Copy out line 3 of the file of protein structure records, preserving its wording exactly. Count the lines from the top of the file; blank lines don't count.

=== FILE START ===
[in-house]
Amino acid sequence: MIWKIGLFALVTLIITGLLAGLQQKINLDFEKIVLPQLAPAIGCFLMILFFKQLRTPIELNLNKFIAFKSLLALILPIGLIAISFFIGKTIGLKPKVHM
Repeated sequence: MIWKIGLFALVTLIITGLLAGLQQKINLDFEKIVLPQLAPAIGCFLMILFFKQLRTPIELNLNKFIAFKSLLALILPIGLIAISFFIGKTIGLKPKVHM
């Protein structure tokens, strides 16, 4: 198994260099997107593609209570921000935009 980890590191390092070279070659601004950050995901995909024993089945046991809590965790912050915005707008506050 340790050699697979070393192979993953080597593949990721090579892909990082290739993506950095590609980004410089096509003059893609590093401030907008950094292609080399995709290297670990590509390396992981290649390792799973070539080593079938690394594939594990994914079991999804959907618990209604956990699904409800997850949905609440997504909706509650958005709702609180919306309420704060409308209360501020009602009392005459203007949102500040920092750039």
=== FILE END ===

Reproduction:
Repeated sequence: MIWKIGLFALVTLIITGLLAGLQQKINLDFEKIVLPQLAPAIGCFLMILFFKQLRTPIELNLNKFIAFKSLLALILPIGLIAISFFIGKTIGLKPKVHM